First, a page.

NL-ONLY POSITION PLAYERS
Melvin Upton, Jr.
In roto, Melvin Upton, Jr. presents the same dilemma as Ricky Nolasco. How many weeks of decent production does it take to remove the stink of multiple years of poor performance? As with Nolasco, the time to gamble on the older Upton brother is now, since the rest of your league will be figuring out how to discount the last few years soon if they haven’t already. He’s only hitting .243 but he has six steals and 10 walks, making him more than playable.
This isn’t a bet on Brandon Drury’s skills. It’s a bet against Nick Ahmed’s anemic bat. Despite his defensive prowess, Ahmed is going to have a hard time staying in Arizona’s lineup if he doesn’t take a huge step forward in the very near future. If Ahmed loses his job, the most likely scenario is that Jean Segura becomes the everyday shortstop while Drury becomes the everyday second baseman. He didn’t hit many homers or steal many bases during his ascent through the minors, but with a starter’s share of plate appearances, he should provide a steady supply of runs and RBI and could help in AVG, too.
As recently as last week, Peter Bourjos was benched to work on his approach. The Phillies’ roster is thin at both corner outfield spots, though, so he doesn’t have to provide much to outperform his competition. He still plays great efense, which should help get his bat in the lineup a little more often, and he can still run, which makes him worth a look in roto. Next week, the Phillies are scheduled to face three left-handed starters, so Bourjos should get multiple starts. One of Philadelphia’s other right-handed options against lefty starters, Darin Ruf, has been awful so far, which only enhances Bouros’ value.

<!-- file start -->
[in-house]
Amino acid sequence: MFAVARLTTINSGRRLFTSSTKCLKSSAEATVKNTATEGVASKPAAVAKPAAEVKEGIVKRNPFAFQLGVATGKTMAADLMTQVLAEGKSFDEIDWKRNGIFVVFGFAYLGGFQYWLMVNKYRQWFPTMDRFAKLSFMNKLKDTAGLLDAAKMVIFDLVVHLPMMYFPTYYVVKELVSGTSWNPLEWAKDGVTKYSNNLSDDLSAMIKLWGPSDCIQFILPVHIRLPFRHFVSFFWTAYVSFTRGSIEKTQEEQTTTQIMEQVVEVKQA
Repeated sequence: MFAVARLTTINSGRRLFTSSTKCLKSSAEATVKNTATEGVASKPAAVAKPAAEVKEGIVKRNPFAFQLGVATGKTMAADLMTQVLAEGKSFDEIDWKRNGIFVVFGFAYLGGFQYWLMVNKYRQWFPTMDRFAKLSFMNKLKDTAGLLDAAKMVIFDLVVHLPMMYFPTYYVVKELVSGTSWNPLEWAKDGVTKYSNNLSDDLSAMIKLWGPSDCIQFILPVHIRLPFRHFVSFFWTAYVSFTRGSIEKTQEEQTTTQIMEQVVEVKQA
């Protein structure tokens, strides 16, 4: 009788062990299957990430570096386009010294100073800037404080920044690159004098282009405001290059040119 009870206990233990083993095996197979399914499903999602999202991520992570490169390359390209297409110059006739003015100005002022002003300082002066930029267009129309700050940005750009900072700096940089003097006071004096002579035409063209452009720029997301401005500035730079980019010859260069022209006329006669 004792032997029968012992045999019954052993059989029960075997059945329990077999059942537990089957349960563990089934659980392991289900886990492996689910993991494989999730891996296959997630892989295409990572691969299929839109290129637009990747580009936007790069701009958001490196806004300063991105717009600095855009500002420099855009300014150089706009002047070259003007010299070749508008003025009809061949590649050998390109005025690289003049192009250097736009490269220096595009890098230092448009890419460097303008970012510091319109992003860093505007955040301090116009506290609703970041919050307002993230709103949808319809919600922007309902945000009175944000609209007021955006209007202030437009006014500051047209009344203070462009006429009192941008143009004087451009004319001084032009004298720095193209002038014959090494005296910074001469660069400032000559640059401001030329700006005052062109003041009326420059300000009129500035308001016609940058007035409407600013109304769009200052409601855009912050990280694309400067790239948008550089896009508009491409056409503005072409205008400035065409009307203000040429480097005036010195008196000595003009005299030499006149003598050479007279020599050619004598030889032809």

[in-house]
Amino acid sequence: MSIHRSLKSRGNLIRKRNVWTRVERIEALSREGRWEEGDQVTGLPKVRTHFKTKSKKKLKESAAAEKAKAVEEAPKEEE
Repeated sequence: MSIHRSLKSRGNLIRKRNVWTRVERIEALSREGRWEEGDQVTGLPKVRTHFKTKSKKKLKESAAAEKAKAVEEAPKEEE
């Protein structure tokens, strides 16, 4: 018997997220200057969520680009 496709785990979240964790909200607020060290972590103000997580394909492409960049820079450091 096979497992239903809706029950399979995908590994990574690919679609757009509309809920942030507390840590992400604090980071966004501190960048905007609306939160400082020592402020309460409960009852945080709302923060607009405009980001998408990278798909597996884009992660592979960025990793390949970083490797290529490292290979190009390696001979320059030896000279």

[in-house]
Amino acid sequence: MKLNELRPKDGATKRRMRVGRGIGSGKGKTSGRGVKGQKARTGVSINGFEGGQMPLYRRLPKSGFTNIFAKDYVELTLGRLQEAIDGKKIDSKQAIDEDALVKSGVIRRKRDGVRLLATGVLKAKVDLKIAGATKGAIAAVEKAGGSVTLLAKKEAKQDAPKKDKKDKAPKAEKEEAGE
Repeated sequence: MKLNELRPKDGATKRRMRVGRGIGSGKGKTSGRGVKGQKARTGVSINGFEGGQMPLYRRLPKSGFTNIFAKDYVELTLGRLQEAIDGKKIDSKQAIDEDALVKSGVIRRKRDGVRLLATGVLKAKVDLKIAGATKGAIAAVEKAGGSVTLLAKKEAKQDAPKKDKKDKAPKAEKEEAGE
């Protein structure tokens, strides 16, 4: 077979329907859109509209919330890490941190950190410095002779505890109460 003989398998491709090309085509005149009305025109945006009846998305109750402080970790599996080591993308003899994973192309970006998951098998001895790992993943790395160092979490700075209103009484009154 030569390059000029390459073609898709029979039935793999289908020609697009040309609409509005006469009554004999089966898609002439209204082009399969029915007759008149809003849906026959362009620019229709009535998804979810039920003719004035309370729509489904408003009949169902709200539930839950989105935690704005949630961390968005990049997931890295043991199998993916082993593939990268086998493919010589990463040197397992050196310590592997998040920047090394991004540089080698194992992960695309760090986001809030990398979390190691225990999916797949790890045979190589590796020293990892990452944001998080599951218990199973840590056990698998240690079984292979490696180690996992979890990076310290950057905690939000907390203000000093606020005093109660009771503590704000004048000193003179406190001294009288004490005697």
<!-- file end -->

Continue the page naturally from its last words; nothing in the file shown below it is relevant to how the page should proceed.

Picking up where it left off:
He’s facing Atlanta next week. In case you haven’t heard, they’re bad. They’re really bad. Especially at hitting. You probably don’t need a fantasy baseball columnist to tell you to start as many pitchers as possible against Atlanta, granted. It doesn’t hurt to double check, though.
In a bullpen that has been shaky all season, Hector Neris has been the most reliable option. His main weapon has been a nearly unhittable slider, as George Bissell noted earlier this week. Jeanmar Gomez seems to have developed a surprisingly tight grip on the closer’s role in a relatively short time, but his stuff is still mediocre. If Gomez comes back to earth at some point, Neris could get a shot at saves. Even if Gomez holds on to the closer’s role all season, Neris looks like he’ll provide good rate stats and strikeouts in deep leagues.
You know who Bartolo Colon is. He’s old and husky and funny and doesn’t strike anyone out any more. Next week, though, he has two starts, one against Atlanta and their historically punchless offense and one against the Padres in pitcher-friendly San Diego. That makes him a decent play in deep leagues.
This isn’t really fantasy relevant, but I like pointing out that the one Cy Young Award winner in the Mets rotation isn’t any of the four young studs. It’s the last active Expo and Twitter’s favorite batter. Keep throwing strikes as long as they’ll let you, big guy.